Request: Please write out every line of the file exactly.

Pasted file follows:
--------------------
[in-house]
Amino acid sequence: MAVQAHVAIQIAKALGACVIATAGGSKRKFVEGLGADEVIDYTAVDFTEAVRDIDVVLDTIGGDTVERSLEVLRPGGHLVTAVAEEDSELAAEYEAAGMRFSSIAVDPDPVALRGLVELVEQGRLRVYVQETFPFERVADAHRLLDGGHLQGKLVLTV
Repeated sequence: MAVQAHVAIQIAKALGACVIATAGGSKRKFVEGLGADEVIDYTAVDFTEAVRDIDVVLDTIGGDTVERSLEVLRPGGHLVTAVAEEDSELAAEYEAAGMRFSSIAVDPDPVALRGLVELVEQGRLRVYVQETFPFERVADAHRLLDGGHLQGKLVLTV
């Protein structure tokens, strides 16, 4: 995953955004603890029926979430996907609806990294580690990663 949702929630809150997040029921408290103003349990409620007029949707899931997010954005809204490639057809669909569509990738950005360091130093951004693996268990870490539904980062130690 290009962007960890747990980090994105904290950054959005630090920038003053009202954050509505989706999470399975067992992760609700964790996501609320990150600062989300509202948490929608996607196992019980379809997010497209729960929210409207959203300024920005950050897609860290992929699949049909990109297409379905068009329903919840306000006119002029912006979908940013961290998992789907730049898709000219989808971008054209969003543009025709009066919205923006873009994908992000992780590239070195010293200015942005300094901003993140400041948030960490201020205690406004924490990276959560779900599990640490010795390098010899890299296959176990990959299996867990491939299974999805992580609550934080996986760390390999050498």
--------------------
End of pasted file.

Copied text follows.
[in-house]
Amino acid sequence: MAVQAHVAIQIAKALGACVIATAGGSKRKFVEGLGADEVIDYTAVDFTEAVRDIDVVLDTIGGDTVERSLEVLRPGGHLVTAVAEEDSELAAEYEAAGMRFSSIAVDPDPVALRGLVELVEQGRLRVYVQETFPFERVADAHRLLDGGHLQGKLVLTV
Repeated sequence: MAVQAHVAIQIAKALGACVIATAGGSKRKFVEGLGADEVIDYTAVDFTEAVRDIDVVLDTIGGDTVERSLEVLRPGGHLVTAVAEEDSELAAEYEAAGMRFSSIAVDPDPVALRGLVELVEQGRLRVYVQETFPFERVADAHRLLDGGHLQGKLVLTV
């Protein structure tokens, strides 16, 4: 995953955004603890029926979430996907609806990294580690990663 949702929630809150997040029921408290103003349990409620007029949707899931997010954005809204490639057809669909569509990738950005360091130093951004693996268990870490539904980062130690 290009962007960890747990980090994105904290950054959005630090920038003053009202954050509505989706999470399975067992992760609700964790996501609320990150600062989300509202948490929608996607196992019980379809997010497209729960929210409207959203300024920005950050897609860290992929699949049909990109297409379905068009329903919840306000006119002029912006979908940013961290998992789907730049898709000219989808971008054209969003543009025709009066919205923006873009994908992000992780590239070195010293200015942005300094901003993140400041948030960490201020205690406004924490990276959560779900599990640490010795390098010899890299296959176990990959299996867990491939299974999805992580609550934080996986760390390999050498």